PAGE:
On 2 December the House of Commons approved the extension of airborne operations to Syria. This blog discusses the applicability of the European Convention on Human Rights to such operations. It is based on written evidence submitted by Dr Noëlle Quénivet and Dr Aurel Sari to the Joint Committee on Human Rights. The Committee began on 29 October an inquiry into the UK policy on use of drones for targeted killing following the attack in Raqqa, Syria on 21 August which killed two British nationals. This work is part of the BA-funded project ‘Clearing the Fog of Law: The Impact of International Human Rights Law on the British Armed Forces’.
It is well-established that international human rights instruments continue to apply in times of armed conflict and that they may also apply outside the national territory of their signatories when States deploy their military forces abroad (Legality of the Threat or Use of Nuclear Weapons, Advisory Opinion, 8 July 1996; Armed Activities on the Territory of the Congo (Democratic Republic of the Congo v Uganda), 19 December 2005). Whilst it is well established that the European Convention on Human Rights applies to such deployments (Al Saadoon and Mufdhi v UK, Application No 61498/08, 2 March 2010; Al-Skeini and others v UK, Application No 55721/077, 7 July 2011; Al Jedda v UK, Application No 27021/08, 7 July 2011; Hassan v UK, Application No 29750/09, 16 September 2014;Jaloud v the Netherlands, Application No 47708/08, 20 November 2014), the criteria for its applicability are a matter of considerable controversy.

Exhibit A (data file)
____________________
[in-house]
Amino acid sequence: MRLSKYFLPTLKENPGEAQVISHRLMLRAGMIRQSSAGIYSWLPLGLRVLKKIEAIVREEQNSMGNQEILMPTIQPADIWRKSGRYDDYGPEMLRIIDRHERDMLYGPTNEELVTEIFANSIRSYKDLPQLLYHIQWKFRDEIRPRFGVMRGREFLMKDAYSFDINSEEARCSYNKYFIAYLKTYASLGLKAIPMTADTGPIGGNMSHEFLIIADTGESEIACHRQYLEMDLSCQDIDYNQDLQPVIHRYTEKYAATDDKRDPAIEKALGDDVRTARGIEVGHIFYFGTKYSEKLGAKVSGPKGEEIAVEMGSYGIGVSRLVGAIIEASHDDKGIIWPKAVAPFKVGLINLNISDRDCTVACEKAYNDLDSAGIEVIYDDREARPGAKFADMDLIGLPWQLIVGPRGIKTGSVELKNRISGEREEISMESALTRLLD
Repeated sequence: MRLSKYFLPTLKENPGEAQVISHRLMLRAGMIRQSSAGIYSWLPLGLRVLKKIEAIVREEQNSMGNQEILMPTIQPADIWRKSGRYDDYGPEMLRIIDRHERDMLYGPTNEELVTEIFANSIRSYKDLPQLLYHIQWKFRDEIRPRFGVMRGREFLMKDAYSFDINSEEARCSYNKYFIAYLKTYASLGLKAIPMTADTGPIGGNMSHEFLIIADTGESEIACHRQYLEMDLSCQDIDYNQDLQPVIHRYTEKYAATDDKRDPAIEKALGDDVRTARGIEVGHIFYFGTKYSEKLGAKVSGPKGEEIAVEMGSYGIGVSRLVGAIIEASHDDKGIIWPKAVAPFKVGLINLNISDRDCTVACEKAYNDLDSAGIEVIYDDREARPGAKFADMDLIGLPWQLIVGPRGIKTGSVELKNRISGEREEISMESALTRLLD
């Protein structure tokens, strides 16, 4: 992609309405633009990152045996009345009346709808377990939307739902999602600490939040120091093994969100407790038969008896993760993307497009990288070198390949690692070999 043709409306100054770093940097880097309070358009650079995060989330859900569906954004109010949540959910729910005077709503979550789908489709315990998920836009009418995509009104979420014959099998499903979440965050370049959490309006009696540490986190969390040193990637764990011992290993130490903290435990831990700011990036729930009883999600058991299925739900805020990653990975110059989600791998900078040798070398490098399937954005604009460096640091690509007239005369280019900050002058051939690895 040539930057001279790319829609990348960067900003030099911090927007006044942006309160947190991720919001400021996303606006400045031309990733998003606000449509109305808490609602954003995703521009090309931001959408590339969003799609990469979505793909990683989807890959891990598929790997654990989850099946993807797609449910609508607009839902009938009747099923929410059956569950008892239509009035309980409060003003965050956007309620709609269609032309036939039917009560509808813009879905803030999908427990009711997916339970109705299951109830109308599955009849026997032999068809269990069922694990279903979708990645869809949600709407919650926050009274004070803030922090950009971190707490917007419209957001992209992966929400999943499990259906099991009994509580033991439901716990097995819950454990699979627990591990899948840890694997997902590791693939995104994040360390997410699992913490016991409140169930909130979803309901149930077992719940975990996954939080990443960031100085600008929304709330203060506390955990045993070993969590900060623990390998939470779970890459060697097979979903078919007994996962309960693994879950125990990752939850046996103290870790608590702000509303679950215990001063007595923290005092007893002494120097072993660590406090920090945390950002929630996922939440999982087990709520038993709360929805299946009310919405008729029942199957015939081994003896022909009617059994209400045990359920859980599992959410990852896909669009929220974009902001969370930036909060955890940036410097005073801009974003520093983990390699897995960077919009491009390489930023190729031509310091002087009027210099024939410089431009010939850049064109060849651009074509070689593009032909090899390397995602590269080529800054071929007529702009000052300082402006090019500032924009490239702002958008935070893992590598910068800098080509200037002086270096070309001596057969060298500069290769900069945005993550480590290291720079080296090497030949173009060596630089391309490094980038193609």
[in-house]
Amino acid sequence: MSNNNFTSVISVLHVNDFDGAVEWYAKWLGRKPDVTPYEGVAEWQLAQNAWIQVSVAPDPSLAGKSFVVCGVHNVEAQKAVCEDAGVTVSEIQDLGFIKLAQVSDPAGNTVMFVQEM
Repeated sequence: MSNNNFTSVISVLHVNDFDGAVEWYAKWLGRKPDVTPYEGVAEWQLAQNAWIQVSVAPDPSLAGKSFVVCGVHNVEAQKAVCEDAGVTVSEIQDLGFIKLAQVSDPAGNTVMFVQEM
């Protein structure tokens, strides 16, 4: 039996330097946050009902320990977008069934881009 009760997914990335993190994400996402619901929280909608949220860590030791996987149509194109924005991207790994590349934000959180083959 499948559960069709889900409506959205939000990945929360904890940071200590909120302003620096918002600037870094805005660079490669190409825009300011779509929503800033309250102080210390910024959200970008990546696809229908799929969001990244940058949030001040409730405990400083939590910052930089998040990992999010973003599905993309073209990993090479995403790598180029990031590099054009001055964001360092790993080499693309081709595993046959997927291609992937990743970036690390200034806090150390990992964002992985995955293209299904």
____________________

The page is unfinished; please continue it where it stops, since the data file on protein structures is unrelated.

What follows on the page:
The key concept establishing the applicability of the Convention is ‘jurisdiction’ which is primarily territorial but can, exceptionally, be extra-territorial provided that the State is exercising ‘authority’ or ‘effective control’. With regard to military operations conducted abroad, this exercise of authority or effective control can be divided into three models of application: (1) personal control, (2) area or spatial control and (3) ‘assumption of authority’ combined with a jurisdictional link (Al-Skeini).
The personal control test relates to the State authority over an individual. In light of the existing case-law it is unlikely that a person targeted in an airborne attack would fall within the ‘physical power and control’ of the State conducting the operation. First, the test involves some form of mutual interaction between the State and the person it controls. Airborne operations do not entail the exercise of control over their intended target and it is questionable whether they are actually capable of doing so. Second, the paradigmatic example of the personal control test is the arrest and/or detention of individuals by State agents (Al-Skeini). Airborne operations lack that element of direct interaction and proximity between the individual and the State agent, ie the pilot. Third, the Court has so far only accepted jurisdiction in cases involving ground operations (in contrast, see Bankovic v Belgium et al, Application No 52207/99, 12 December 2001). Therefore, we argue that airborne operations do not amount to an exercise of control and thus do not engage the applicability of the Convention under the personal control test.